Those are just a few of the reasons I think Mark is so special. And so at this point in the new church year, as we begin to really settle into Mark's version of the story of Jesus, I wanted to us to think about some of these broad overarching themes and literary devises so they catch our ears a little more purposefully over the months to come … so we can spot them weaving their way through this greatest story of all time – much like those first people did when they heard it all in one telling as they grew relaxed and sleepy around the fire, or came together in the tiny little house churches that came before cathedrals and church doctrine.

And I want to point out two more overarching themes as we begin our journey into Mark this year. They are key to Mark and they make their first appearance in our gospel reading today:

“The time is fulfilled, and the kingdom of God has come near; repent, and believe in the good news.” (1.15)

This statement is the centerpiece of Jesus' ministry in the Gospel of Mark. He boldly and confidently proclaims to us that the words of the prophets have come to pass in God's time and wisdom. The kingdom of God has come right here into our lives in the person of Jesus and so there is no time like the present to confess our sins to God and live our lives in a manner that lets this Good News shine through us too.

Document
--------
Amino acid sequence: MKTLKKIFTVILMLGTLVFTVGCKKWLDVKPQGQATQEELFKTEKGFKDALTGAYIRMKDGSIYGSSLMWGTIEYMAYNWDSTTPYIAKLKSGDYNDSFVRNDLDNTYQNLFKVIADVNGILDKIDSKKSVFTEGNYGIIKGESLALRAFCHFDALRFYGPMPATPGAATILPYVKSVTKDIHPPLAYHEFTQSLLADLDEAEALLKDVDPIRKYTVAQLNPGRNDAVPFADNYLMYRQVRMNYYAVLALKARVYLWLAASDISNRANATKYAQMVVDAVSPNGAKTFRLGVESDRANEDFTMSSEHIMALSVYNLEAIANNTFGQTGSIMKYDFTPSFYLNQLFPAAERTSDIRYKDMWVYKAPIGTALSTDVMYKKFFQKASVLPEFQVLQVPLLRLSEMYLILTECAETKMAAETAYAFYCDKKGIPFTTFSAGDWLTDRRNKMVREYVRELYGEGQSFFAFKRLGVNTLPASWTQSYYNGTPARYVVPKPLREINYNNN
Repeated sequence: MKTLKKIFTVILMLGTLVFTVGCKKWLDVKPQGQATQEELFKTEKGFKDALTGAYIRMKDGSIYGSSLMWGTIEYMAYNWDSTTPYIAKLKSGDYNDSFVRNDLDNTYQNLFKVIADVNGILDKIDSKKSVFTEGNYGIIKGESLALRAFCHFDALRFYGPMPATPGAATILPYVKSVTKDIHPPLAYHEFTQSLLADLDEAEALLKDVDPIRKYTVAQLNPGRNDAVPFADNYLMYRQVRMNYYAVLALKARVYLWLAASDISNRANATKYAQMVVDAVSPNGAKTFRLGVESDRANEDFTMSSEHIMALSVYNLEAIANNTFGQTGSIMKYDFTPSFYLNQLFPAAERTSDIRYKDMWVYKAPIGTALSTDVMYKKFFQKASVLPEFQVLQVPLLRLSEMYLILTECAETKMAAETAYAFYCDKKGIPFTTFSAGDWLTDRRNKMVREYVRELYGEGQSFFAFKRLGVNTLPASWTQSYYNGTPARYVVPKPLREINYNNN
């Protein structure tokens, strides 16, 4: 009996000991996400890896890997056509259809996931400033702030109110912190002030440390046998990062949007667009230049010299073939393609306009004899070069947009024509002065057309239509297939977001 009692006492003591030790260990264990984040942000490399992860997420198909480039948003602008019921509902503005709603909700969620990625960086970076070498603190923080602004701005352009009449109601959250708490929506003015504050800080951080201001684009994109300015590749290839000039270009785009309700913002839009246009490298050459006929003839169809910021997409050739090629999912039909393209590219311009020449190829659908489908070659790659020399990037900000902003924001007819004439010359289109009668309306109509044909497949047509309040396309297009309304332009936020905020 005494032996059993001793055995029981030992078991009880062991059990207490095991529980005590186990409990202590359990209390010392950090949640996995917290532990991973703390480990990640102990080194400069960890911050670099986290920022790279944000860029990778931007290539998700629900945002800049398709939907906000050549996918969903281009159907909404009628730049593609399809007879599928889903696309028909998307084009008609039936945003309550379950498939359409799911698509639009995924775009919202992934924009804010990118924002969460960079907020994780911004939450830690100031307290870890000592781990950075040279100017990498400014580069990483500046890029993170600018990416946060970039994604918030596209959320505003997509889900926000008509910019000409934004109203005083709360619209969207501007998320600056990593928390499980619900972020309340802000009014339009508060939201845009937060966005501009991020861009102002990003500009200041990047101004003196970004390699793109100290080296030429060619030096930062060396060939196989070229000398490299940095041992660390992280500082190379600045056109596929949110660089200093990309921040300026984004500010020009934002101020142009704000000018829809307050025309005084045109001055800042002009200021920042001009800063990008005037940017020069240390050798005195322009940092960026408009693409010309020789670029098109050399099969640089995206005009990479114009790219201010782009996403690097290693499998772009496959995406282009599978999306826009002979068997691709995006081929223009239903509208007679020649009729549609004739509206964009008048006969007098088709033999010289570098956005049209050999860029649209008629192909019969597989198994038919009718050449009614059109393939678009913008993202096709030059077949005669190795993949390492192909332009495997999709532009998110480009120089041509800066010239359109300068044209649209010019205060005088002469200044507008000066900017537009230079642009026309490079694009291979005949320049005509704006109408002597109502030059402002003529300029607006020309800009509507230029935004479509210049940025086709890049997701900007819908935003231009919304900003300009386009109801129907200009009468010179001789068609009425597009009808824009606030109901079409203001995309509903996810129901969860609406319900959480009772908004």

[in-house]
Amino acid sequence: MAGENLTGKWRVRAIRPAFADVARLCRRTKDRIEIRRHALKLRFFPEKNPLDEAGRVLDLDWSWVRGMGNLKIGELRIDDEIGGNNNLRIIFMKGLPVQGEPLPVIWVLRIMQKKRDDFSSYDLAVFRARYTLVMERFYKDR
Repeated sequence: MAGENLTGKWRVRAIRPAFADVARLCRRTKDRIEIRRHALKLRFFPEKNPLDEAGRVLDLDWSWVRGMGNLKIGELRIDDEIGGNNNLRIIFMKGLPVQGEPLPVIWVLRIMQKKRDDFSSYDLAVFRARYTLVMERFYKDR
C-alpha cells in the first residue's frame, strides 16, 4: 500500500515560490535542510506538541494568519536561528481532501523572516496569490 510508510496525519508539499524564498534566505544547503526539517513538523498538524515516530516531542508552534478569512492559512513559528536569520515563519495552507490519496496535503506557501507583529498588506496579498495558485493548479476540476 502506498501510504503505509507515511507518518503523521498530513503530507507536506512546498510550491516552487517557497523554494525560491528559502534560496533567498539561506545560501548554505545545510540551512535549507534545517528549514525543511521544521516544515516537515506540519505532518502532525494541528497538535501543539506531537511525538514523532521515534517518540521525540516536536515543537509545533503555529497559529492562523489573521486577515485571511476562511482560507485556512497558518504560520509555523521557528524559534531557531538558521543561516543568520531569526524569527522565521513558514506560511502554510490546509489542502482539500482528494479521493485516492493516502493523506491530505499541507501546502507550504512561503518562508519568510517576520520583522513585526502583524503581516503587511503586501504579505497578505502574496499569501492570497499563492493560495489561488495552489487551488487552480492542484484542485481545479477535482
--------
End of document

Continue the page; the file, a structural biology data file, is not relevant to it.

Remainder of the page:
This proclamation .. this first sermon from Jesus in Mark … will be brought to life in the stories to come in the weeks ahead. First Jesus preaches it and next he show us what it looks like. So, right away next week in very next part of Mark chapter one, we will get glimpse into what it really means that the kingdom of God has come near in the story of a man with an unclean spirit who is liberated by Jesus at Capernum. And we will see more about what Jesus means by this in other stories this year – the transfiguration, the cleansing of the temple, the parable of the mustard seed, the healing of the hemorrhaging woman and the 12-year-old daughter of the synagogue leader, the feeding of 5,000 people, the healing of blind Bartimaeus.